First Air and Canadian North have completed a merger transaction which paves the way for further consolidation within the Canadian commercial aviation market. The respective owners of the two carriers, Inuvialuit Regional Corporation and Makivik Corporation issued a joint statement stating that the move will create “a strong and unified airline”.
With both firms having significant network overlap, the news is not entirely surprising, but nonetheless significant. The carriers hinted at the problems of duplication within their statement, suggesting that “the highly inefficient status quo of two airlines operating overlapping flight schedules with aircraft capacity that has far exceeded demand on most routes has contributed to higher airfares and cargo rates while impeding their ability to invest in improving their operations.”
The full integration of the two companies is expected to take between 18 and 24 months, owing to the “complex nature of the airline industry and the many essential services that First Air and Canadian North provide”.
In the short term, both brands will continue to trade, however only the Canadian North name will survive the merger. The distinctive First Air identity will not be lost entirely, with its famous Inukshuk logo and red and white colour palette will live on under the new venture’s scheduled flights and charter operations.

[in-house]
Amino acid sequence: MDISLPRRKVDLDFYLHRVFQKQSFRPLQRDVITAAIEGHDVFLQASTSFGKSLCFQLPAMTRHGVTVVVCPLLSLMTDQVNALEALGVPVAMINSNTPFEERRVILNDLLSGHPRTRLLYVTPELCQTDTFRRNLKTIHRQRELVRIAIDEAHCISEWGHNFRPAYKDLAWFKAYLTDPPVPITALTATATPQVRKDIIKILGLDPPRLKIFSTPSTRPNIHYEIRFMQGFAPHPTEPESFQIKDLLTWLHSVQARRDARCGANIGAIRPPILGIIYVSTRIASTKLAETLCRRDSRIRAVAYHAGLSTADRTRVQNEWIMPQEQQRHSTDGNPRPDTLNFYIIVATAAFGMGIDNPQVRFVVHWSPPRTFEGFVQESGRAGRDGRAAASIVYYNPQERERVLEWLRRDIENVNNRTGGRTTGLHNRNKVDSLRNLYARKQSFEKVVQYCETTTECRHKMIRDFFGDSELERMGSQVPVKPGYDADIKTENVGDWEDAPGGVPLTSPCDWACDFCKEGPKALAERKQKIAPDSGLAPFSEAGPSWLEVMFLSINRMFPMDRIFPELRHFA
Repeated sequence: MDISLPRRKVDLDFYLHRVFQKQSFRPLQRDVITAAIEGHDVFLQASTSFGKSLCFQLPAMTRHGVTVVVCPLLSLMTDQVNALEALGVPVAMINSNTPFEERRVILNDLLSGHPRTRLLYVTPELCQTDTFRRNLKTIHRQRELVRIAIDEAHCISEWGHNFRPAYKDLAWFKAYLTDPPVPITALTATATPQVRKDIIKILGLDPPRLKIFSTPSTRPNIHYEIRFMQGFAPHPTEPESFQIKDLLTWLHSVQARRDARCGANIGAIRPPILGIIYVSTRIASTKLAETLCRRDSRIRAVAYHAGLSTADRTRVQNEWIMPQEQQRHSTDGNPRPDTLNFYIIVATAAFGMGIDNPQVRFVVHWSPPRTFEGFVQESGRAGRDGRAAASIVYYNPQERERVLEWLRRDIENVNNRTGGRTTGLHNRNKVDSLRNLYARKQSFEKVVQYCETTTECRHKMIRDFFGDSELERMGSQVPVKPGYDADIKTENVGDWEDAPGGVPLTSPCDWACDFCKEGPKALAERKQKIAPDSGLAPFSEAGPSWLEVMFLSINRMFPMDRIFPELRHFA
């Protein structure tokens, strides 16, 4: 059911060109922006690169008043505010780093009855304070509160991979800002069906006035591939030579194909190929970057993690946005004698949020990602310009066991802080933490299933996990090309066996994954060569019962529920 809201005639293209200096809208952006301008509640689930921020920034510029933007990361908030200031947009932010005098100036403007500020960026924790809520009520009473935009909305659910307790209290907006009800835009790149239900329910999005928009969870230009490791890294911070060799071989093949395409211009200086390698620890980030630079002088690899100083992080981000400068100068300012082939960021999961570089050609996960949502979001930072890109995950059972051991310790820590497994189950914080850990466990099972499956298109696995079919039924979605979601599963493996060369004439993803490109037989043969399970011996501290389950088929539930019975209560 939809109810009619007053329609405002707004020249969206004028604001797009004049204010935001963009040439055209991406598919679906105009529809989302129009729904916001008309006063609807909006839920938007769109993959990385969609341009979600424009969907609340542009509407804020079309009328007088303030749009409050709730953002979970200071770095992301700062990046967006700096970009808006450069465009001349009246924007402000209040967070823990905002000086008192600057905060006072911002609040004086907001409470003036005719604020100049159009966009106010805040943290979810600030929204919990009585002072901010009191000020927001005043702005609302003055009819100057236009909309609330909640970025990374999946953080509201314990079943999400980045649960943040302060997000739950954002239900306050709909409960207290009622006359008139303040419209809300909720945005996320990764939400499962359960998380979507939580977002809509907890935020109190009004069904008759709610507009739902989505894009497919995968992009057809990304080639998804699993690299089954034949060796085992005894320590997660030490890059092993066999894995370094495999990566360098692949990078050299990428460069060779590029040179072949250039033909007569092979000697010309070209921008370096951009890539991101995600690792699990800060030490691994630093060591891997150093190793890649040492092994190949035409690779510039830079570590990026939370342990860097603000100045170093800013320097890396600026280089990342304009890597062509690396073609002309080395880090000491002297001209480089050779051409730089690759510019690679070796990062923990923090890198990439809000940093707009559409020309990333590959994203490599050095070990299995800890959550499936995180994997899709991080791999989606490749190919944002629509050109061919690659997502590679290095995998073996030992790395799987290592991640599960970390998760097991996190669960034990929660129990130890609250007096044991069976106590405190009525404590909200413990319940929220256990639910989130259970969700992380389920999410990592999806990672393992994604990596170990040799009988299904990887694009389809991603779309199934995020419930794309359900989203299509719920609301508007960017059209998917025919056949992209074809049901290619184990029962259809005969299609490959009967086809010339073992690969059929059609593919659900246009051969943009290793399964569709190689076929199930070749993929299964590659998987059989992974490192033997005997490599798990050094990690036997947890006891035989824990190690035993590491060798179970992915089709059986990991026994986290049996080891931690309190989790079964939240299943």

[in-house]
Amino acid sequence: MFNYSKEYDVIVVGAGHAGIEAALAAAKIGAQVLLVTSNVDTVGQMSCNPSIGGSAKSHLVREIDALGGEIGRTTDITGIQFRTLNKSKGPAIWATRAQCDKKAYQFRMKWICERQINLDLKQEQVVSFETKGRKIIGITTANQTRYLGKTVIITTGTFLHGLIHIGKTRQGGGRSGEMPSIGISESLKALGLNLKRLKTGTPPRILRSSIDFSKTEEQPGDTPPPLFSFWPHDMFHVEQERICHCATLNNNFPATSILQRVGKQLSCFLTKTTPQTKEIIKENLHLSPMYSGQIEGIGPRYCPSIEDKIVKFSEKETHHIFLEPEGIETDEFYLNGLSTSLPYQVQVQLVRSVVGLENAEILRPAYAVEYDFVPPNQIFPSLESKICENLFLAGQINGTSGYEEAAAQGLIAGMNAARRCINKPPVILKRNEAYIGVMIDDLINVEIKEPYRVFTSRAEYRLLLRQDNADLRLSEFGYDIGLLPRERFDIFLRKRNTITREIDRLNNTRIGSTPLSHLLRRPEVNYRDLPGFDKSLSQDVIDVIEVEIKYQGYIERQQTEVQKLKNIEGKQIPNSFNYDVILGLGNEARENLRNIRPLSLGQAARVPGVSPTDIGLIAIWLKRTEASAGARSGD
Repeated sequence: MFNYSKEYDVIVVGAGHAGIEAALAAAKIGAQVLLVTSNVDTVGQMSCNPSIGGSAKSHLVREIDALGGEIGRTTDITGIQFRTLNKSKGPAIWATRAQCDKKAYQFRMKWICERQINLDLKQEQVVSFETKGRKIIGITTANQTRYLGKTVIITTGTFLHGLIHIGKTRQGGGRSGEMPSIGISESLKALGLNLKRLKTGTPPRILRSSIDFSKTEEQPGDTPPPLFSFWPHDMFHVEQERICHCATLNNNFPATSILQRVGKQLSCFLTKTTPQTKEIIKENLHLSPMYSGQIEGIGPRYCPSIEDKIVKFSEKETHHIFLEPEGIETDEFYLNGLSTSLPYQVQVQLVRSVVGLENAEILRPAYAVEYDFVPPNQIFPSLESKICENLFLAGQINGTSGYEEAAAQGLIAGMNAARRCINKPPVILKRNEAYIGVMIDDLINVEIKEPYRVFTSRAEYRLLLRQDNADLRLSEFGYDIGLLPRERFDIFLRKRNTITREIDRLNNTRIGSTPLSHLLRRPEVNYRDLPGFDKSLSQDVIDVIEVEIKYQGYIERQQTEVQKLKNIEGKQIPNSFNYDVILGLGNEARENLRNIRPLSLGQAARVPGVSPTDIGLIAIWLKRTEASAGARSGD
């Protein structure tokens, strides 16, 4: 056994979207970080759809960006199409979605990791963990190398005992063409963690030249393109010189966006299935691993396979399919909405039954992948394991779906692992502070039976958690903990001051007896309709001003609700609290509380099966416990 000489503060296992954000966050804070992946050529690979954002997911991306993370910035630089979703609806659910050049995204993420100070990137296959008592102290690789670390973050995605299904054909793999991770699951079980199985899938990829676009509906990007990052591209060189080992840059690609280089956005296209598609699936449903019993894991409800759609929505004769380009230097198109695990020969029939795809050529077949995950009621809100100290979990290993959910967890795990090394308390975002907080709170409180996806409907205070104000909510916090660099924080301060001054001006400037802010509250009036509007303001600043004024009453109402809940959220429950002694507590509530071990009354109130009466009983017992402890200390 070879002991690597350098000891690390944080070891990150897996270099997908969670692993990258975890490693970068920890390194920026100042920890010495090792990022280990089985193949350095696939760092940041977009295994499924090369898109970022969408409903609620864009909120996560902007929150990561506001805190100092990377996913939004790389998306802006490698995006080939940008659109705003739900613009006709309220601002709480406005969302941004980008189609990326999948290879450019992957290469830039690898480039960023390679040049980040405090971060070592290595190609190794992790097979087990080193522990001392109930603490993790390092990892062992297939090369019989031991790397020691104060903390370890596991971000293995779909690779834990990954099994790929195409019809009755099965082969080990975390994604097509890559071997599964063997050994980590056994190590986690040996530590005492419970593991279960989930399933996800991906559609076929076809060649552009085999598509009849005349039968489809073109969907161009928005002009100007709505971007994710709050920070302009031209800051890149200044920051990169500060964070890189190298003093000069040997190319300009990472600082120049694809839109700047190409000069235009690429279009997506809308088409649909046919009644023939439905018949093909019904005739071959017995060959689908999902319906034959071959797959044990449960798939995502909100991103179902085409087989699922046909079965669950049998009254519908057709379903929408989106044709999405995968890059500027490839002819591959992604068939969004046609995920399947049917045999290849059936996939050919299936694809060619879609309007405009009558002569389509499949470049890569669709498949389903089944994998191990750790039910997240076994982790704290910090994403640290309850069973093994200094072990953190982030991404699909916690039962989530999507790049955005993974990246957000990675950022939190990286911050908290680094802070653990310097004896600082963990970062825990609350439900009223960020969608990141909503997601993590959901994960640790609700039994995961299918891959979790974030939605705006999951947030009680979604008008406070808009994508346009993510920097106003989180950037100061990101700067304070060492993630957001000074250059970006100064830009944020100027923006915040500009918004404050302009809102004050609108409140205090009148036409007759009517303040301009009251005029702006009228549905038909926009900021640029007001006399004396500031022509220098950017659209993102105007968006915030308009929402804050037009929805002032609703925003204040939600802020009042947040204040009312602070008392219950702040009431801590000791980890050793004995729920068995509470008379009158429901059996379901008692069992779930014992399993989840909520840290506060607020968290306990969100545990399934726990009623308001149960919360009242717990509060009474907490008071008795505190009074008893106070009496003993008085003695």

Chris Avery, president and CEO of First Air will serve as leader of the unified organisation. Speaking as the news was announced, he said: “We are embarking on an exciting journey and our destination will be a stronger and more sustainable airline, focused entirely on providing safe and friendly passenger and cargo service to the people, organisations and communities that depend on us.”
Aware of the importance of the carriers’ lifeline services to remote towns and cities, Avery affirmed his commitment to consultation with passengers during the merger process. “We understand that our actions touch many lives, so we will maintain a ‘community-first’ approach throughout this integration, which includes carefully considering the essential needs of our customers when making decisions, communicating clearly and listening for feedback,” the CEO continued.
Canadian North currently operates three types of aircraft: the Boeing 737-300 in a flexible configuration of 136 seats or combinations of passenger and cargo, up to a maximum of 31,400lbs (14,200kg), the 737-200 equipped with up to 112 seats or combinations to a maximum of 29,900lbs (13,600kg), and Dash 8 Combi examples with up to 37 seats or a combined options up to a maximum of 8,200lbs (3,700kg). As for First Air, the carrier flies the 737-400 in an all-passenger layout and also the 737-400C fixed combi variant, seating 156 and 78 passengers respectively. The airline also has ATR 42-300 and -500s, offering space for up to 42 passengers, with the former also allowing mixed-freight options.
The development is the latest within the rapidly evolving Canadian commercial sector. In June it was announced that Air Transat and Air Canada had entered advanced merger talks, with rival WestJet’s takeover by private equity firm Onex Capital recently given the green light by regulators in Ottawa.